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Lobster shells offer green packaging future

An innovative biotech company developing compostable polymers from marine waste such as langoustine shells has had the Royal stamp of approval from Prince Charles.

Langoustines from the North Atlantic are a major source of chitin, which the British business Cuan Tec transforms into the more soluble product chitosan that can be used in applications including flexible film.

Cuan Tec is the first company to achieve the biological extraction of chitin from shells on an industrial scale and is partnering with UK retailer Waitrose on plans to use the packaging as an alternative to conventional plastic film for fish products.

The prince was shown the material among other products and innovations as he officially opened Waitrose’s food innovation studio at its HQ in Bracknell in Berkshire.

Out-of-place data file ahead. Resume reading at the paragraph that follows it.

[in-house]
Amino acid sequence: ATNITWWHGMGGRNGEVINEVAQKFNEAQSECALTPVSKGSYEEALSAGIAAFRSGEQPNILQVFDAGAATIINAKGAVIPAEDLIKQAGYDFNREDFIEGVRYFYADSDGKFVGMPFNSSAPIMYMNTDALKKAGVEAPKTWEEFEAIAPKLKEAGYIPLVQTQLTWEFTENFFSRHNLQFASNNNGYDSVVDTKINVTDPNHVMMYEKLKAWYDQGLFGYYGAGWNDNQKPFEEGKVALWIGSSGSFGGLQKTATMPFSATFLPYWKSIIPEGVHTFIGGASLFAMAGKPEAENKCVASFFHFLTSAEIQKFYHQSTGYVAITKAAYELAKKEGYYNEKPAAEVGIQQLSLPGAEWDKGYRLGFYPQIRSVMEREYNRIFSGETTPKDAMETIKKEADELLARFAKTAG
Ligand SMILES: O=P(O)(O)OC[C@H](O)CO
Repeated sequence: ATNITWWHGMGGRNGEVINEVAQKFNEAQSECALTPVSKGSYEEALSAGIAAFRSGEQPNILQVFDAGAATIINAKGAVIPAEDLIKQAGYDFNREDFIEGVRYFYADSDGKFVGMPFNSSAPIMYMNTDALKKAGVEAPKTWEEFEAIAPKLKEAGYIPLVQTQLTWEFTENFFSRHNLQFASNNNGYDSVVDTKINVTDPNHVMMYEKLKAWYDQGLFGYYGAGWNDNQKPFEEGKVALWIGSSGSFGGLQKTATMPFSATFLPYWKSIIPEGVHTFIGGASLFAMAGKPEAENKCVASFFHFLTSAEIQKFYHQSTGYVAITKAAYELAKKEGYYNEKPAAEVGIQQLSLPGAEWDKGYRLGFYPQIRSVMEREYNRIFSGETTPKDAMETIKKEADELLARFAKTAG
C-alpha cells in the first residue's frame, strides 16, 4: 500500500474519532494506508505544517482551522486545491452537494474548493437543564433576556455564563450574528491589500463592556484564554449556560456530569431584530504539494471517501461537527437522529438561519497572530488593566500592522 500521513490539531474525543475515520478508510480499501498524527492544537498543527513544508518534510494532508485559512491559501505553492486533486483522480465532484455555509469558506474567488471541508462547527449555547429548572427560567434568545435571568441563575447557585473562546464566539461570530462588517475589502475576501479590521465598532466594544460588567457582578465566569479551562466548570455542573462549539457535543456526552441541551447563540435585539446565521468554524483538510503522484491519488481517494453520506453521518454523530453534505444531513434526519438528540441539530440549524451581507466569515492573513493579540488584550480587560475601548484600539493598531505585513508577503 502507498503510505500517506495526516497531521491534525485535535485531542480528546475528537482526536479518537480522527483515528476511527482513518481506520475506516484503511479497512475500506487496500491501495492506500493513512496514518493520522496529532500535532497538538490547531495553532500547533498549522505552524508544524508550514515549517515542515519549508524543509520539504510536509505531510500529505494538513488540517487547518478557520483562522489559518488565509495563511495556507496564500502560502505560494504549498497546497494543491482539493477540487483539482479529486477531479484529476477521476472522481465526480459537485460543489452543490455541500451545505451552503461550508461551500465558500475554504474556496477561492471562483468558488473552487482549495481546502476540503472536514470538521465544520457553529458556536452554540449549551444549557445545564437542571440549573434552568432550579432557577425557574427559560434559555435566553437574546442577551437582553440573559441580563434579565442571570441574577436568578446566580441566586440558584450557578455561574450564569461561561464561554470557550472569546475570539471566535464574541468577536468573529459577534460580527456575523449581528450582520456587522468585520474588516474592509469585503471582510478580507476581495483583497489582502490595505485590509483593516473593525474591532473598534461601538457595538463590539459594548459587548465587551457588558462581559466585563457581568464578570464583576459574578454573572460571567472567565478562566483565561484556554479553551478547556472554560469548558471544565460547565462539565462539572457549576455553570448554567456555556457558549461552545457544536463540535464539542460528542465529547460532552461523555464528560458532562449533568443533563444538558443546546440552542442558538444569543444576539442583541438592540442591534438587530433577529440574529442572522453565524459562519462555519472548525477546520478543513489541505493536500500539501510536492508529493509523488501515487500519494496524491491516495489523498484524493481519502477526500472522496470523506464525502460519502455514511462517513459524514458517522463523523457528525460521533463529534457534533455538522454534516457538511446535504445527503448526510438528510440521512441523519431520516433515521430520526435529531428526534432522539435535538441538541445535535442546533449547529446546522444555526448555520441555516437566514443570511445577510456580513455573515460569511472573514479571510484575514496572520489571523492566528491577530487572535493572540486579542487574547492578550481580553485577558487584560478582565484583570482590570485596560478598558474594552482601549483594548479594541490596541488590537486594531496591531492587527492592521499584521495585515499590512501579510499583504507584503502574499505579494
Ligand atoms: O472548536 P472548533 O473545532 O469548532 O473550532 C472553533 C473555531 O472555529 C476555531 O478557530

Waitrose packaging manager Karen Graley comments: ‘While we are still at an experimental stage, the potential for this new packaging material is incredibly exciting.’

Cuan Tec ceo Dr Cait Murray-Green adds: ‘For us this technology represents the perfect virtuous circle. As well as protecting food on sale to consumers, it gives value to what would have been a waste product and takes single use plastic out of the food system, meaning that less waste goes to landfill.’

The retailer is already using vine leaves produced as a by-product of tomato growing to make punnets for its Waitrose Duchy tomatoes.

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